Corn futures were lower on Friday morning. The negative implication from the concurrent U.S. dollar gains weighed on the corn market. In addition, recent ideal growing weather held broad prospects of a record harvest, which generated a bearish signal to the market. However, good performance of equity markets may have some positive influence. September corn futures fell 3 cents to $4.845/bushel while December futures edged 2 cents lower to $4.65/bushel.

The soy complex moved general higher in overnight trading. Although beneficial U.S. crop weather forecasts reinforced traders’ prospects of a big harvest, the supply tightness powered soybeans and the meal market higher. In the news, Asian palm oil closed slightly lower despite recent higher export demand. September soybean futures lost 0.25 cents to $12.34/bushel in early Friday trading, and November soybean prices rose 3.25 cents to $11.9575/bushel .September soyoil climbed 0.13 cents to 42.73 cents/pound, and September soybean meal gained $2.8 to $400.5/ton.

Wheat futures started a mixed note on Friday. The appreciation of U.S. dollar probably played a role in the weakness of wheat value. The weekly export sales reported seemingly did have too much impact to the market. However, the strong global demand for U.S supplies supported the market. September CBOT wheat dropped 0.75 cents to $6.8825/bushel, while September KCBT wheat was unchanged at $7.0675, and September MGE futures edged 1.25 cent higher to $7.4325.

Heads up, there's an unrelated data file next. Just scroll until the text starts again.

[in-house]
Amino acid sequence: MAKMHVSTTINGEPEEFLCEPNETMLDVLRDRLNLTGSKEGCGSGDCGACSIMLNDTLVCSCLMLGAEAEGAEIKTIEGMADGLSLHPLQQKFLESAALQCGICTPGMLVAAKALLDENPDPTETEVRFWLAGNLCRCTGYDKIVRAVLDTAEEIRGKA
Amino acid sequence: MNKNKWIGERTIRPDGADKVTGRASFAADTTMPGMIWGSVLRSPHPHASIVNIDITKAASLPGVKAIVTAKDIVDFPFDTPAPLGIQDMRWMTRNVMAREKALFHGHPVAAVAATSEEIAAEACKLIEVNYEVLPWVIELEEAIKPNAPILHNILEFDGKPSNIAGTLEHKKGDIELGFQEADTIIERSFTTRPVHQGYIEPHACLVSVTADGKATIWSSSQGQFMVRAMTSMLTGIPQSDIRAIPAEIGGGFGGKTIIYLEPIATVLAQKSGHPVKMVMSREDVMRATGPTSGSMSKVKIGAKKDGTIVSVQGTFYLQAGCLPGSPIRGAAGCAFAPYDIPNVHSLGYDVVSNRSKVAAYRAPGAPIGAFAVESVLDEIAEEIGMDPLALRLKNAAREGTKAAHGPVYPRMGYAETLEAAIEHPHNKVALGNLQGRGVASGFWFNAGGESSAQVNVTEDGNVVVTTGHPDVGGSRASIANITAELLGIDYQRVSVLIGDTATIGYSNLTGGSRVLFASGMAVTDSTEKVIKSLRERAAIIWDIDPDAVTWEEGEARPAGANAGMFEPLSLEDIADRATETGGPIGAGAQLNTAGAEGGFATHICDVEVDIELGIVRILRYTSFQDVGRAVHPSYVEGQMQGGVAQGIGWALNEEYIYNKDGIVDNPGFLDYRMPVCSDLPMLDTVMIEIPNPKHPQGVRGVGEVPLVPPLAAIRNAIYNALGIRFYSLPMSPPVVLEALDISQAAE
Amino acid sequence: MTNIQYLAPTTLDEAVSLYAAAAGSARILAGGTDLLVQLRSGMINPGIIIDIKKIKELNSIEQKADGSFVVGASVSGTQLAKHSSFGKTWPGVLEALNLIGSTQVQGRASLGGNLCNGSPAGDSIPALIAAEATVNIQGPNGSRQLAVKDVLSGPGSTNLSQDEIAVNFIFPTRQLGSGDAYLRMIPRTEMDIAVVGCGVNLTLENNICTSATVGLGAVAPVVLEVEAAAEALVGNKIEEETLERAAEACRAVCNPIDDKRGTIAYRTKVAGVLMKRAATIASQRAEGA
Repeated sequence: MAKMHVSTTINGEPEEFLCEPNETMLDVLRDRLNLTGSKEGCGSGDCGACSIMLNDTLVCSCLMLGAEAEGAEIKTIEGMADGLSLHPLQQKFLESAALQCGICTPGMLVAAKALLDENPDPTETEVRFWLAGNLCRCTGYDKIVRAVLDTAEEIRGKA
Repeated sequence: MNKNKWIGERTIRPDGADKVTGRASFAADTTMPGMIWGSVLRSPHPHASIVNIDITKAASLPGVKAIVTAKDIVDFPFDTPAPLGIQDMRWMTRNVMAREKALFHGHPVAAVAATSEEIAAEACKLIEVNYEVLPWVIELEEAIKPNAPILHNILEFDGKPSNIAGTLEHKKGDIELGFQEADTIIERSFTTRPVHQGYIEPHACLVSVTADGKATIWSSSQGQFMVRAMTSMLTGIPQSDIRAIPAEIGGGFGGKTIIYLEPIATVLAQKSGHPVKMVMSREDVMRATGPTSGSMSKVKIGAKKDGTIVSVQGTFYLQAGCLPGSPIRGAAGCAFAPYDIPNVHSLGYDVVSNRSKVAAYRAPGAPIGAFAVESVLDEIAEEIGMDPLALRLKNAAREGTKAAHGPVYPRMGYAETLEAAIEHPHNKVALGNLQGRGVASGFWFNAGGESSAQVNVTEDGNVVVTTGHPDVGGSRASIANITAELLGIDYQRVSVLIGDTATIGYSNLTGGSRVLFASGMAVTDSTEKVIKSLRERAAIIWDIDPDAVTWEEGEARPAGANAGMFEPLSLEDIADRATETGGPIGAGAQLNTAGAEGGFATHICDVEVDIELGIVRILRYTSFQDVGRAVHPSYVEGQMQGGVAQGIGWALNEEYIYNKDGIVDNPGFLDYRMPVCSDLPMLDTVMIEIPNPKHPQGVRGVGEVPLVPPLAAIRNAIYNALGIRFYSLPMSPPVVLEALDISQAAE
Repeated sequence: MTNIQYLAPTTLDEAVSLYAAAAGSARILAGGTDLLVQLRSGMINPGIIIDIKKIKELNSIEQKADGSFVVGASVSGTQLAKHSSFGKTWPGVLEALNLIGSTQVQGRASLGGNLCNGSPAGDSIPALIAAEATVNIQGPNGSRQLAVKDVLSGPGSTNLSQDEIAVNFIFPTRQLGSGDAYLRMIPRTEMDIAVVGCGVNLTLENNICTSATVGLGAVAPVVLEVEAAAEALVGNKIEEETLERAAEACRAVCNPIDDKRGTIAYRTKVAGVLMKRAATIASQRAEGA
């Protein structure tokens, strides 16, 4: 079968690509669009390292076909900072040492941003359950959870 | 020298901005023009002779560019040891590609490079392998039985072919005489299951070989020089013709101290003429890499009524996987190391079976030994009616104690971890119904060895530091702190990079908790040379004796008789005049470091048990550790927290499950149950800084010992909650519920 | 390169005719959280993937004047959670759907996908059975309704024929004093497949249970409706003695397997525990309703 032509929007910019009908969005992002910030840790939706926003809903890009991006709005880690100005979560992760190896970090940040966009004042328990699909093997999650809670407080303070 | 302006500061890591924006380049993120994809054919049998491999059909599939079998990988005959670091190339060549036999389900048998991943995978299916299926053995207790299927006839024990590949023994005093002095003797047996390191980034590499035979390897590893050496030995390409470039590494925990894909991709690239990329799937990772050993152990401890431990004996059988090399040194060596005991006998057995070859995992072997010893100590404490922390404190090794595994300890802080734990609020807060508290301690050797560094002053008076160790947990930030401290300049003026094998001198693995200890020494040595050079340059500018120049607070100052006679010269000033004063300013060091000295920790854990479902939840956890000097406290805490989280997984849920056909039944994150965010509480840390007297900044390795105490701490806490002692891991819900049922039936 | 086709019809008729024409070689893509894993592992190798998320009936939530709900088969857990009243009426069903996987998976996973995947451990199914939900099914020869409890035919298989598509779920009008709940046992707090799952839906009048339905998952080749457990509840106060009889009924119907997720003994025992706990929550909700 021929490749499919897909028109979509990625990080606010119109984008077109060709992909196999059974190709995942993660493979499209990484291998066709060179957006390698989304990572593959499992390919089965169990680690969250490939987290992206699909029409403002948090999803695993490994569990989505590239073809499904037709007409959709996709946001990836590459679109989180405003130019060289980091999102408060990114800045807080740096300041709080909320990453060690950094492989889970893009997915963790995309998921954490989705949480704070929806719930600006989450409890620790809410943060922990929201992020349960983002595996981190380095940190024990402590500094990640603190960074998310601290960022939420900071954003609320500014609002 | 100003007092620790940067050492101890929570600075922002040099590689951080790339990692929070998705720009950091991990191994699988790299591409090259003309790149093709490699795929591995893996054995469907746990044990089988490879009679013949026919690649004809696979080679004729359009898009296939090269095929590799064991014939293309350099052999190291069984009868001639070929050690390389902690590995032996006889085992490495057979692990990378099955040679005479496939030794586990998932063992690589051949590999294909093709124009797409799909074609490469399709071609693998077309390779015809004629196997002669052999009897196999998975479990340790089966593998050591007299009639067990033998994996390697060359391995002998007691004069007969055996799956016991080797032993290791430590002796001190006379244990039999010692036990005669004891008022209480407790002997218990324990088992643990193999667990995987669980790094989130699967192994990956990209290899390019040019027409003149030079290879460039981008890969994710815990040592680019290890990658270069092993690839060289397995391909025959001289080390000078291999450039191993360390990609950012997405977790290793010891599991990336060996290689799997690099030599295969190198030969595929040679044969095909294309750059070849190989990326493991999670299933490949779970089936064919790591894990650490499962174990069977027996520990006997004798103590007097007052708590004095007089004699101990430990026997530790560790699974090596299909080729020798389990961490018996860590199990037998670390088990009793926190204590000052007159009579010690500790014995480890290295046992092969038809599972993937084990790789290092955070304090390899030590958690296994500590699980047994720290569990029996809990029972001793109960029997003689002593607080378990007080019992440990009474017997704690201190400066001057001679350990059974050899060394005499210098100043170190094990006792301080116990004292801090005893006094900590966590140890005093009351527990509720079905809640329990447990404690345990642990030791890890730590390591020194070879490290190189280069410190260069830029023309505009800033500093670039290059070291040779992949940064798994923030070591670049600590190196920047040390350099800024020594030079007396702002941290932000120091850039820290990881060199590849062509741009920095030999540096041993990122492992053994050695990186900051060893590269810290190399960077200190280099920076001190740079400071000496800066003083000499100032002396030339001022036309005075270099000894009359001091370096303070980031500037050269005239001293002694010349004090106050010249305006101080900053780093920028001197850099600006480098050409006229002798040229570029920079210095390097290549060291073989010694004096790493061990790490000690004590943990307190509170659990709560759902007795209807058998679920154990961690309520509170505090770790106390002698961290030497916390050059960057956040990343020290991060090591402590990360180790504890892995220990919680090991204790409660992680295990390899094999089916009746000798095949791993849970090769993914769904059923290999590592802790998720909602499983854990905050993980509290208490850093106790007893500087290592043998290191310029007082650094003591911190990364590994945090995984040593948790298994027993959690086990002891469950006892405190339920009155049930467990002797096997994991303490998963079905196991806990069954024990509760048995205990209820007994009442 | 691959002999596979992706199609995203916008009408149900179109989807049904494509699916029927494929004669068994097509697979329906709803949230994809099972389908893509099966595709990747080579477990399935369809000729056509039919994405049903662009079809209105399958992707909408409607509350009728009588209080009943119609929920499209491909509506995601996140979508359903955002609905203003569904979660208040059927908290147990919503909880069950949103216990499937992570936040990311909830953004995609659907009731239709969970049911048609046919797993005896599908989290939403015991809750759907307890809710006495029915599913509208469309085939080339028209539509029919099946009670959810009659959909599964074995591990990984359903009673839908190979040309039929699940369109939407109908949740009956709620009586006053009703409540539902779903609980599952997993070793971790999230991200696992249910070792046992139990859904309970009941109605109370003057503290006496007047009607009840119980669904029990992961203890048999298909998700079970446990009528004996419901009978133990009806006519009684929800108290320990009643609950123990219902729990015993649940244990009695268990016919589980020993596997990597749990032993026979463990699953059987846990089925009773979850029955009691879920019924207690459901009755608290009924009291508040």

Live cattle futures traded slightly higher in overnight with most contracts nearly unchanged. The October contract edged up 3 cents this morning to $124.53. The futures market is being affected by follow through selling and the charts turned negative with the lower closes on Thursday. Feeder cattle futures were mixed overnight, with the October contract up a little but deferred contracts down 40 to 60 cents A few cattle traded in the cash market on Thursday for $119, essentially unchanged from last week. However, most of the cash cattle trade is expected to occur on Friday.

Lean hog futures posted modest gains in overnight trade. The October contract was up 20 cents early this morning at $84.10. Cash prices rose on Thursday, up $1.19 to $96.53. Pork demand is strong and the slaughter so far this week is 2.8 percent below year ago levels due to some plant closures early in the week. The pork cutout remains strong, rising to $102.52 on Thursday. Pig prices have turned higher which is counter-seasonal at this time of year. The data suggests that producers may be taking some early expansion steps. With corn prices continuing to fall, hog production profits look good for this fall and into 2014.